Despite guideline recommendations, there is evidence that follow-up examinations of women after a diagnosis of gestational diabetes (GDM) during pregnancy are insufficient. Health care providers are interested in developing aftercare models in this regard. Knowledge of the prevalence of GDM, its treatment and in particular the use of aftercare services and potential predictors is, however, essential for further research work and the subsequent planning of appropriate pathways.
The aim of the project is to provide reliable information on the health care situation of patients with GDM and to illustrate the potential of statutory health insurance (SHI) data for further monitoring. The following individual questions are amongst those to be answered:
What percentage of expectant mothers was screened for GDM during pregnancy, when and how often? How has this percentage developed since 2010?
How frequently is a GDM diagnosis documented between 2010 and 2016? (Estimate of the prevalence of GDM related to births in women without indication of diabetes prior to pregnancy). At what time during pregnancy was the diagnosis made (determined by the date of the test)?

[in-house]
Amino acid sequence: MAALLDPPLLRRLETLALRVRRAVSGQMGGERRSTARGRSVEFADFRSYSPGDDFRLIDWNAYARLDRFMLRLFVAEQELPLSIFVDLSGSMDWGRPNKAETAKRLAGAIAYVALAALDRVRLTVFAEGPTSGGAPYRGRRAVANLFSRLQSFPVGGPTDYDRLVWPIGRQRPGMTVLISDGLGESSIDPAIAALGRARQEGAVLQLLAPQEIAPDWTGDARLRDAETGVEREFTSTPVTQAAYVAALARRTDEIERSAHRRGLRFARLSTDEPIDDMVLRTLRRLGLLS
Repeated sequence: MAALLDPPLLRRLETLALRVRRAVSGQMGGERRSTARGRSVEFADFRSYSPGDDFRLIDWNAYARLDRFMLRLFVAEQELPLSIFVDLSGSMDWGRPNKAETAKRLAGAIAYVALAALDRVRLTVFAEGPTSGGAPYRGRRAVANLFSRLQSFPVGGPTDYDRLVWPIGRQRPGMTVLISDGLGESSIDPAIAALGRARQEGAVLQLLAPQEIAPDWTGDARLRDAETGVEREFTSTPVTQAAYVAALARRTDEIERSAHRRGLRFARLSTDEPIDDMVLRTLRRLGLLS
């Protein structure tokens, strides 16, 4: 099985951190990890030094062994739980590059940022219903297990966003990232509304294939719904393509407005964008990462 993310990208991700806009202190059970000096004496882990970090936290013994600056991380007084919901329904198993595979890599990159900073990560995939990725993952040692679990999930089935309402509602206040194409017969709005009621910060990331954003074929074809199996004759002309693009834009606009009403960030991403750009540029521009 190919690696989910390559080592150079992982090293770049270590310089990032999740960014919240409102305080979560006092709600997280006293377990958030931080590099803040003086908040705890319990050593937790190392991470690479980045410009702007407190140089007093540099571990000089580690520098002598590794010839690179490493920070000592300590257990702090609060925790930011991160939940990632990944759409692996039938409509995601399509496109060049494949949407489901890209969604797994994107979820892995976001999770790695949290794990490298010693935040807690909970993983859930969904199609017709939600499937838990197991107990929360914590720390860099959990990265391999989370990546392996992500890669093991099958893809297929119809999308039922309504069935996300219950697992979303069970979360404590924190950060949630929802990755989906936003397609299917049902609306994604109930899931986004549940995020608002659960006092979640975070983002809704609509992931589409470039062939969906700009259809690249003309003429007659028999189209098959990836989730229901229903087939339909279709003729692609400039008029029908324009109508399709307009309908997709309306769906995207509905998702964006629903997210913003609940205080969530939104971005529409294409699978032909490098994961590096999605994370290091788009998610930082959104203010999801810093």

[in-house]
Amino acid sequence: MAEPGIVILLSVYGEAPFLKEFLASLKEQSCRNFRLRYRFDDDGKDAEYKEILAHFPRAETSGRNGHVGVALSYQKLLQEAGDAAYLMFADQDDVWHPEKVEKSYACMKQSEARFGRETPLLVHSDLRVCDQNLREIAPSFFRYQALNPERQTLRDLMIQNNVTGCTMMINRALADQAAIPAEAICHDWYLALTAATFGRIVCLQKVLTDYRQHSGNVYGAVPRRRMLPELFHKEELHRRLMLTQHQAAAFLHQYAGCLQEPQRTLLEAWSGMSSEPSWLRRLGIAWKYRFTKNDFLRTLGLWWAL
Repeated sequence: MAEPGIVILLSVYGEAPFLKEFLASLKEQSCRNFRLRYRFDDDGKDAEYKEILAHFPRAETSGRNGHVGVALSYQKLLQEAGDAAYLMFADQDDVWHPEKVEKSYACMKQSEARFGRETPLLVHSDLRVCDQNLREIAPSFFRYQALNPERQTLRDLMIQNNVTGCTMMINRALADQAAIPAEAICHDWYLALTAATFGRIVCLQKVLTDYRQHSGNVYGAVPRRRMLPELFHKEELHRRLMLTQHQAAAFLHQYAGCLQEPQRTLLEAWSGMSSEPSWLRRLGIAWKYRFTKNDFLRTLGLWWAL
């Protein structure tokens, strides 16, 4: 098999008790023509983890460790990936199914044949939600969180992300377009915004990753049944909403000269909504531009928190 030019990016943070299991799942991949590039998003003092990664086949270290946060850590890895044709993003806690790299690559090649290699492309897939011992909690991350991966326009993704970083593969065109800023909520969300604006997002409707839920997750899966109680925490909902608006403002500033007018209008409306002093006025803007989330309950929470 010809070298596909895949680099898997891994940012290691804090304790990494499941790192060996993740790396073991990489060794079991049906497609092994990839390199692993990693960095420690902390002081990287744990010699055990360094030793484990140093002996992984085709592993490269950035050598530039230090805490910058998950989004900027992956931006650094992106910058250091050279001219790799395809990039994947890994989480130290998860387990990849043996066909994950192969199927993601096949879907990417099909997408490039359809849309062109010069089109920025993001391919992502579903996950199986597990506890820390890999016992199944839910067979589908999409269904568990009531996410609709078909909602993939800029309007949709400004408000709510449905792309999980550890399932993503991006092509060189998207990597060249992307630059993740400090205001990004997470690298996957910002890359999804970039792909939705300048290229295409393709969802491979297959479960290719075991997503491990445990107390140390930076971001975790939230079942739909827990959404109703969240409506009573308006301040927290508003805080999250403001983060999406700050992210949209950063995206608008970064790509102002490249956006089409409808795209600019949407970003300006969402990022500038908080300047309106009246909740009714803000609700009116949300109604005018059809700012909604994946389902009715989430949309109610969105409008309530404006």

Which (medical) specialist group first coded the diagnosis?
What percentage of women with GDM is given insulin during pregnancy?
How many women with a GDM diagnosis are cared for in a specialized diabetic practice?
How many women with a GDM diagnosis attend a post-partum oGTT – by which service providers and when is this performed? How has this developed since 2010?
How many women attend further/other metabolic tests up to two years after childbirth, with which providers and at what time in relation to childbirth?
What proportion of women with GDM have manifest diabetes documented within up to two years of delivery?
Which associated factors for postpartum metabolic control and the development of postpartum diabetes can be identified in routine data?
Claims data of the BARMER from 2008 - 2017 serve as a database. Descriptive statistics, in particular estimations of incidence rates and periodic prevalence rates, but also Kaplan-Meier estimations and multiple regression analyses adjusted for diverse influencing factors are used to seek answers to the aforementioned questions.